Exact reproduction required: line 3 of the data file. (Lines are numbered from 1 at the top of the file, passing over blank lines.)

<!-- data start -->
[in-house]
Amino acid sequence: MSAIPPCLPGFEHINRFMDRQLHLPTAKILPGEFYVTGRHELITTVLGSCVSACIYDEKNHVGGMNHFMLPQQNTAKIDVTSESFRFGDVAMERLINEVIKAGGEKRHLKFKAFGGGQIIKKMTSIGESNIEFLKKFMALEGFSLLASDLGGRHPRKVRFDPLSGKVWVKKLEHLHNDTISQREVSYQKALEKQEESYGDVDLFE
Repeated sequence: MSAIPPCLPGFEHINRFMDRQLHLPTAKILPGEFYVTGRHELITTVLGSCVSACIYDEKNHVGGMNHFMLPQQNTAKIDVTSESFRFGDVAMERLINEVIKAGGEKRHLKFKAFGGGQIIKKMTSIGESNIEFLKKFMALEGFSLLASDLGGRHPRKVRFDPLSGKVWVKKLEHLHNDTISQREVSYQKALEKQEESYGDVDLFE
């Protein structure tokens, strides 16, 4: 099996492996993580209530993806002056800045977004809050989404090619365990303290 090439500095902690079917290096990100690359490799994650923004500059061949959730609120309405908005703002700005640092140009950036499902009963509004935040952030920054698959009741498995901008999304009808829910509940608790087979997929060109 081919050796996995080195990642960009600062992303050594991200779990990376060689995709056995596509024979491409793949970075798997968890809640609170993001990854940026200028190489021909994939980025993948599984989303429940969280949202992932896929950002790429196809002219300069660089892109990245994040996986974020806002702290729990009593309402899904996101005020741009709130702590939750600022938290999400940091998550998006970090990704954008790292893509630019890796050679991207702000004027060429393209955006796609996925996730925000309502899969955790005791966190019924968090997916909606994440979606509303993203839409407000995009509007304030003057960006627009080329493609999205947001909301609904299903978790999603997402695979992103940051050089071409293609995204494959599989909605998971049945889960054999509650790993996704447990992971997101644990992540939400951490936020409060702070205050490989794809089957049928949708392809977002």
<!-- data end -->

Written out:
Repeated sequence: MSAIPPCLPGFEHINRFMDRQLHLPTAKILPGEFYVTGRHELITTVLGSCVSACIYDEKNHVGGMNHFMLPQQNTAKIDVTSESFRFGDVAMERLINEVIKAGGEKRHLKFKAFGGGQIIKKMTSIGESNIEFLKKFMALEGFSLLASDLGGRHPRKVRFDPLSGKVWVKKLEHLHNDTISQREVSYQKALEKQEESYGDVDLFE